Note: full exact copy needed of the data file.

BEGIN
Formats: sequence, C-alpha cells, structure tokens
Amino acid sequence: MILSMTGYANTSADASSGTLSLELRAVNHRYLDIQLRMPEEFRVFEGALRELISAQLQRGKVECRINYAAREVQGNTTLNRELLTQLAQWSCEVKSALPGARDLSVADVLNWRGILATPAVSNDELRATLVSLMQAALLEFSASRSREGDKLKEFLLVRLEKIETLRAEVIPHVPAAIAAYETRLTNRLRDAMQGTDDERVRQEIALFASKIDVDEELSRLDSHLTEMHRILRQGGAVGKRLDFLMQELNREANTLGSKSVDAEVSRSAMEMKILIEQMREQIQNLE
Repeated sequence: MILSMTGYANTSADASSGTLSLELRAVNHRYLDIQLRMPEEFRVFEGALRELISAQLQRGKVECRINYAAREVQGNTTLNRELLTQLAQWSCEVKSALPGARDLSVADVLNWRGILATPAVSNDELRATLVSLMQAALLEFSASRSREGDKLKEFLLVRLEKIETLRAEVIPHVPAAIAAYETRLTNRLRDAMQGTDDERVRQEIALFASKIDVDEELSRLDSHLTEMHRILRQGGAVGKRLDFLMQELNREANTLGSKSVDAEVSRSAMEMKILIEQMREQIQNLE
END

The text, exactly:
Formats: sequence, C-alpha cells, structure tokens
Amino acid sequence: MILSMTGYANTSADASSGTLSLELRAVNHRYLDIQLRMPEEFRVFEGALRELISAQLQRGKVECRINYAAREVQGNTTLNRELLTQLAQWSCEVKSALPGARDLSVADVLNWRGILATPAVSNDELRATLVSLMQAALLEFSASRSREGDKLKEFLLVRLEKIETLRAEVIPHVPAAIAAYETRLTNRLRDAMQGTDDERVRQEIALFASKIDVDEELSRLDSHLTEMHRILRQGGAVGKRLDFLMQELNREANTLGSKSVDAEVSRSAMEMKILIEQMREQIQNLE
Repeated sequence: MILSMTGYANTSADASSGTLSLELRAVNHRYLDIQLRMPEEFRVFEGALRELISAQLQRGKVECRINYAAREVQGNTTLNRELLTQLAQWSCEVKSALPGARDLSVADVLNWRGILATPAVSNDELRATLVSLMQAALLEFSASRSREGDKLKEFLLVRLEKIETLRAEVIPHVPAAIAAYETRLTNRLRDAMQGTDDERVRQEIALFASKIDVDEELSRLDSHLTEMHRILRQGGAVGKRLDFLMQELNREANTLGSKSVDAEVSRSAMEMKILIEQMREQIQNLE